Effects of hazardous and noxious substances (HNS) on wildlife

Oil is not the only product transported by sea which poses a danger to wildlife. Other chemicals can also cause harm when accidents occur or when ships clean out their bulk tanks. For example the MV Rena was carrying, in addition to oil: aluminum trisodium hexafluoride (cryolite), ferrosilicon, alkyl sulfonic hydrogen peroxide, potassium nitrate trichloroisocyanuric acid.

All of these products are classified as hazardous or noxious substances under a variety of conventions, most notably the International Convention for the Safety of Life at Sea (SOLAS), the International Convention for the Prevention of Marine Pollution from Ships (initiated in 1973 and modified in 1978), known as MARPOL 73/78,  and the OPRC-HNS Protocol. Under these conventions chemicals are rated for hazardous properties including flammability, toxicity, corrosiveness and reactivity. Ship design, construction, operation and equipment carried are regulated to minimise risks from spillage of hazardous materials. A further convention, the HNS Convention is waiting for ratification.

The hazardous and noxious substance list is constantly changing as new knowledge of potential hazards develops. For example, mineral oil, while not a hazard under most circumstances, can be dangerous to marine wildlife because it affects the feathers of birds and fur of mammals, impairing their waterproofing and thus their ability to thermo-regulate normally. Mineral oil is regulated under MARPOL’s Annex I, which also covers other types of oil.

Effects of HNS on wildlife need more study

Over the course of many years the effects of oil on wildlife have been carefully studied, resulting in a body of knowledge that allows responders to take steps to provide appropriate supportive care once the animals are taken into care. Cleaning procedures for various types of petroleum products have also been defined, allowing for faster restoration of feathers and fur for waterproofing.

This is not the case with most HNS incidents, partially because the chemical composition of the contaminant may not be known. A series of incidents in the North Sea and adjacent waterbodies involved birds covered in ‘a sticky substance’. Among the many substances identified during these incidents were nonylphenol, dodecylphenol, polyisobutylene (PIB), linseed oil or palm oil. Two incidents have since been confirmed as PIB spills or discharges.

Because the chemical make-up of the HNS was not known in these cases, it was difficult to predict the overall health consequences of the exposure. Standard washing procedures were also less effective and it took time to improve wash results. In the case of one spill in the North Sea which affected Northern gannets, personnel washing the birds experienced irritation of the eyes and respiratory tract.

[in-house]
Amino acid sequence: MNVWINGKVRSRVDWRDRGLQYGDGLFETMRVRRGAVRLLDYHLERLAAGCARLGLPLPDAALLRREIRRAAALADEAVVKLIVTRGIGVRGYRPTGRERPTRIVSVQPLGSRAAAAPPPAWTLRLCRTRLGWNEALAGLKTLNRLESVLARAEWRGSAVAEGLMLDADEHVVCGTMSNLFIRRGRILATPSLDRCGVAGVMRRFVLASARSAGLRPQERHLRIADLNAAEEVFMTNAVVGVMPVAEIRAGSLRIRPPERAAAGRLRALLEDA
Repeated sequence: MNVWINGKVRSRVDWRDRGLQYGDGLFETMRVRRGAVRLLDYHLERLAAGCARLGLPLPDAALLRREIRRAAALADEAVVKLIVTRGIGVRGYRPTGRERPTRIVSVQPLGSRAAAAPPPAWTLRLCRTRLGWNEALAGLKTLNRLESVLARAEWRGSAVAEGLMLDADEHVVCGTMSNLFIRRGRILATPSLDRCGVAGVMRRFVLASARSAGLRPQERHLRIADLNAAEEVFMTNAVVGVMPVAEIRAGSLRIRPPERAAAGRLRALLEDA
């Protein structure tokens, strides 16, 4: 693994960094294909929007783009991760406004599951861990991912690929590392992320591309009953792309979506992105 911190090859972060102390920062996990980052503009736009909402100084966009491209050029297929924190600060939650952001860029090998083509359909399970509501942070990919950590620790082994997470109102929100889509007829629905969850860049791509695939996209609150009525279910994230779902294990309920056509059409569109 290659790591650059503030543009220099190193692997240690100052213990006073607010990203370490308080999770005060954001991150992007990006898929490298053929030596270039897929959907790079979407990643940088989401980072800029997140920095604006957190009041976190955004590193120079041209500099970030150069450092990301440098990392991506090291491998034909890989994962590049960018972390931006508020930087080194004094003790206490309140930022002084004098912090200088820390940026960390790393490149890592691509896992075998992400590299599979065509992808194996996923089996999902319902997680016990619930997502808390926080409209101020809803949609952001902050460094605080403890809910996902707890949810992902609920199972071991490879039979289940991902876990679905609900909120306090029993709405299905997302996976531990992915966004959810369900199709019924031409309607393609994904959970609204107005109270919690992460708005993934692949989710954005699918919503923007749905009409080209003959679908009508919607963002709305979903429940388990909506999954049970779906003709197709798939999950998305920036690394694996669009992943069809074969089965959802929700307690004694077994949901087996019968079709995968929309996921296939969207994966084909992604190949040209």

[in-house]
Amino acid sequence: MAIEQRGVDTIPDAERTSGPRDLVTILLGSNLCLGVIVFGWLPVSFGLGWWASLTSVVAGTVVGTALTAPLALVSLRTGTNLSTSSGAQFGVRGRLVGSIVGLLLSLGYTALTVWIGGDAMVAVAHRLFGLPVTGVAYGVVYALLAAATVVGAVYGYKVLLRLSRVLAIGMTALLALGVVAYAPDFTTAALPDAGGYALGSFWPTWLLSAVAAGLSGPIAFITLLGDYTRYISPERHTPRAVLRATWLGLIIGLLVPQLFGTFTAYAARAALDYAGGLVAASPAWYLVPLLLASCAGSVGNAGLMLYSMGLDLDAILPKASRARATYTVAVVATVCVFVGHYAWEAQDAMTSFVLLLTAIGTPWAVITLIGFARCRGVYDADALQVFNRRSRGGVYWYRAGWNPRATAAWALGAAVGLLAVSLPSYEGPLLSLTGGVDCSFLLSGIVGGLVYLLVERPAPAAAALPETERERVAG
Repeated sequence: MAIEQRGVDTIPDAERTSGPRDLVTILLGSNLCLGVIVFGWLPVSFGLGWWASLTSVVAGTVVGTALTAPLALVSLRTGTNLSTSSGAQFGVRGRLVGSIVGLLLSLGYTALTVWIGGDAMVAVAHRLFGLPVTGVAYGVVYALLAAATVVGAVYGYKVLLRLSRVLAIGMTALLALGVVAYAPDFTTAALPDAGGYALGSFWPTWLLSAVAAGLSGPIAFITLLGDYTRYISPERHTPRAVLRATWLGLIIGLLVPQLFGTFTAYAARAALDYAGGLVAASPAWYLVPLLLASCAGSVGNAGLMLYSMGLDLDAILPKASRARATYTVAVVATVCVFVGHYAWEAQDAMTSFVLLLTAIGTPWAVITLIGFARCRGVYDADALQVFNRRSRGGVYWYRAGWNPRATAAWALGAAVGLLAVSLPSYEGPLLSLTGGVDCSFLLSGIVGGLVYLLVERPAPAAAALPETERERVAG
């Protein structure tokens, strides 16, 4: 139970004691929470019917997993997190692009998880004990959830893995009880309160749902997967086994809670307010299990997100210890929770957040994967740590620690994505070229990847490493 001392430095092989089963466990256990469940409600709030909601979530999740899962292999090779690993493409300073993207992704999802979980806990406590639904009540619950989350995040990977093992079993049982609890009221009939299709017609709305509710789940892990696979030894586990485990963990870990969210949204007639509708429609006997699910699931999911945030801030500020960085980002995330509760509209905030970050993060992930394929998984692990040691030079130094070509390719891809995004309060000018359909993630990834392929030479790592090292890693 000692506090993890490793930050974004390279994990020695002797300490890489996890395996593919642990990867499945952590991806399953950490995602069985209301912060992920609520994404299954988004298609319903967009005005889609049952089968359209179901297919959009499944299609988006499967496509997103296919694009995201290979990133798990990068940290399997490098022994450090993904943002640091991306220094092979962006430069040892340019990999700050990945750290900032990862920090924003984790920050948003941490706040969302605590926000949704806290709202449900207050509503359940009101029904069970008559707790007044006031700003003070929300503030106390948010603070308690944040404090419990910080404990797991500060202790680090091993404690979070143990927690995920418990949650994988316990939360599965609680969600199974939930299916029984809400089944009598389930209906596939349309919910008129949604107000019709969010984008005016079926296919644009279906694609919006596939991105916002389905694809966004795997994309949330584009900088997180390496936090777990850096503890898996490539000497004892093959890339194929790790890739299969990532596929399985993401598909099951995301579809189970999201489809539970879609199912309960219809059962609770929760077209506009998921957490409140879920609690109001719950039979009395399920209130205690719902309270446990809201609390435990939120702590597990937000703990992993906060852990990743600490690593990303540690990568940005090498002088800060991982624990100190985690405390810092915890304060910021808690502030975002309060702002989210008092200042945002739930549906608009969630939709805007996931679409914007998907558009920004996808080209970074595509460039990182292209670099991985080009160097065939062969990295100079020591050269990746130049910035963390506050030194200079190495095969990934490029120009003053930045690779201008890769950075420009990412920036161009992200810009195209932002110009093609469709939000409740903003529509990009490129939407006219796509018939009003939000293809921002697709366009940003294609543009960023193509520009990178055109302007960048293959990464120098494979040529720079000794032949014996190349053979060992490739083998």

Calciumdodecylphenolate, an additive used in ship engine lubricating oil, was found to be the source of the affects on the washers and the loss of many gannets from the toxic effects on the skin, respiratory and alimentary tracts, and central nervous system. Calciumdodecylphenolate breaks down in the presence of water to dodecylphenol and calcium hydroxide but this form of dodecylphenol is not specifically listed under MARPOL Annex II.

Even seemingly harmless products such as linseed oil can create problems for wildlife. When exposed to water, linseed becomes viscous and very difficult to clean, so while it is not toxic in and of itself, the need for aggressive cleaning agents contributed to the deaths of many birds. Palm oil is another oil listed as harmful under Category Y in Annex II, breaks down into diglycerids and triglycerids, which are not listed as harmful but which may impair digestion in birds when ingested.

Some HNS effects on wildlife are similar to those from exposure to oil:

  • toxic effects from ingestion, inhalation or skin contact
  • loss of waterproofing of feathers or fur
  • impaired locomotion from adherent substances
  • weight loss, starvation from inability to feed
  • illness
  • impaired immune function
  • physiological damage
  • endocrine disrupters
  • liver and kidney damage from ingestion/inhalation
  • blood disorders 

Longer term effects can include: 

  • bioaccumulation through the food chain resulting in:
    • immunological or physiological damage
    • impaired reproduction
    • impaired growth and/or development

For more information on the impact of hazardous and noxious substances on marine wildlife please see the 2011 European Science Foundation’s Marine Board Position Paper 16, Chemical Pollution in Europe’s Seas: Programmes, Practices and Priorities for Research, Chapter 5.